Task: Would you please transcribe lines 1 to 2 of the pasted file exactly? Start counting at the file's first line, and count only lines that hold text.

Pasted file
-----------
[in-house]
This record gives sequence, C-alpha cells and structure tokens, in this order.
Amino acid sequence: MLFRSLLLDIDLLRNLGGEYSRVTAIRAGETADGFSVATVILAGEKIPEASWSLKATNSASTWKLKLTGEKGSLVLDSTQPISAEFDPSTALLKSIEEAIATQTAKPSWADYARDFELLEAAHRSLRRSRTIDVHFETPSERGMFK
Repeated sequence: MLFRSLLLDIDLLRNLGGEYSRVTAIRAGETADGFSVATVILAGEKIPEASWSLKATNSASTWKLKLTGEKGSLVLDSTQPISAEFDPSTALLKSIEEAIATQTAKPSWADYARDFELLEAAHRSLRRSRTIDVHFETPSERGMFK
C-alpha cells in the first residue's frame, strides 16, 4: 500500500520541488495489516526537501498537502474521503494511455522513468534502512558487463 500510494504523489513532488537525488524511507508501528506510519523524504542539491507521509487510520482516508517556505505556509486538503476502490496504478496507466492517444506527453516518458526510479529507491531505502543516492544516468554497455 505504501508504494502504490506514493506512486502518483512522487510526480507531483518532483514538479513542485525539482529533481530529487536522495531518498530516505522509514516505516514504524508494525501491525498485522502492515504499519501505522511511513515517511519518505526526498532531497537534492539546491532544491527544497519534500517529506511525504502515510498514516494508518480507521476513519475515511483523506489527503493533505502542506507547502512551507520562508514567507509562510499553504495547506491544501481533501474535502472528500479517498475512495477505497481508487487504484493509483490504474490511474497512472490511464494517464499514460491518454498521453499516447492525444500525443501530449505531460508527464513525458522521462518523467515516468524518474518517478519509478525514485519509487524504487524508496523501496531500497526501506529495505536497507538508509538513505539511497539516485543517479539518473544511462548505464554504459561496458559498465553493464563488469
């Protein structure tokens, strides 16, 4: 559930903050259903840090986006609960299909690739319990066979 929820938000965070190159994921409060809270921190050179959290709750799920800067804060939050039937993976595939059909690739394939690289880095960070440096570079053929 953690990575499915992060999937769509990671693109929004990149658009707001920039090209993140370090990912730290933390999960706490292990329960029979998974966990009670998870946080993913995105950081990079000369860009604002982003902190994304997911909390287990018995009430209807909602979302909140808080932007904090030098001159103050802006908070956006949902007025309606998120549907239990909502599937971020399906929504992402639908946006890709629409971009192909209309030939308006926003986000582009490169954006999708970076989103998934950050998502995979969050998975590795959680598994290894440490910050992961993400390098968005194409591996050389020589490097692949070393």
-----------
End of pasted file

[in-house]
This record gives sequence, C-alpha cells and structure tokens, in this order.